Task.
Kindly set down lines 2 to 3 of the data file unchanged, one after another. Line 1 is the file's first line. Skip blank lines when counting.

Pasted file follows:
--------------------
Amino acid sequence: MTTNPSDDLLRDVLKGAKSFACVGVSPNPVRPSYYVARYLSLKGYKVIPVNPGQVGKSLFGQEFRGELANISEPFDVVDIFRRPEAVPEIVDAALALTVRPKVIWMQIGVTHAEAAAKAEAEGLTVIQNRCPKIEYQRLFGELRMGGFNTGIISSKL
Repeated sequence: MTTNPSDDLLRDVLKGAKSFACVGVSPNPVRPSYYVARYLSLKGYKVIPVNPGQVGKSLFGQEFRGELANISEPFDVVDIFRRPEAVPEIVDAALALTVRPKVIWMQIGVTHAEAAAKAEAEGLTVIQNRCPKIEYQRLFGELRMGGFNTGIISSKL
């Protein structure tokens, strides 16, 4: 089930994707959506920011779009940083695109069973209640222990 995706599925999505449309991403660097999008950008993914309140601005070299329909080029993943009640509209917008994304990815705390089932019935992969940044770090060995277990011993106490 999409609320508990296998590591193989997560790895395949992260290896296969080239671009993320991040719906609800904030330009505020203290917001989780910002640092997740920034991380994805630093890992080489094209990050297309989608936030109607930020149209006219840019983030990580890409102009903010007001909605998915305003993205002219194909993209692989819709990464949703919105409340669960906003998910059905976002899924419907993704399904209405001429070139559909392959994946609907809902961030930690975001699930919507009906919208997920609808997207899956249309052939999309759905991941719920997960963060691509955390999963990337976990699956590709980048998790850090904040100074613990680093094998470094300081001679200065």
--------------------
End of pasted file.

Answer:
Repeated sequence: MTTNPSDDLLRDVLKGAKSFACVGVSPNPVRPSYYVARYLSLKGYKVIPVNPGQVGKSLFGQEFRGELANISEPFDVVDIFRRPEAVPEIVDAALALTVRPKVIWMQIGVTHAEAAAKAEAEGLTVIQNRCPKIEYQRLFGELRMGGFNTGIISSKL
């Protein structure tokens, strides 16, 4: 089930994707959506920011779009940083695109069973209640222990 995706599925999505449309991403660097999008950008993914309140601005070299329909080029993943009640509209917008994304990815705390089932019935992969940044770090060995277990011993106490 999409609320508990296998590591193989997560790895395949992260290896296969080239671009993320991040719906609800904030330009505020203290917001989780910002640092997740920034991380994805630093890992080489094209990050297309989608936030109607930020149209006219840019983030990580890409102009903010007001909605998915305003993205002219194909993209692989819709990464949703919105409340669960906003998910059905976002899924419907993704399904209405001429070139559909392959994946609907809902961030930690975001699930919507009906919208997920609808997207899956249309052939999309759905991941719920997960963060691509955390999963990337976990699956590709980048998790850090904040100074613990680093094998470094300081001679200065």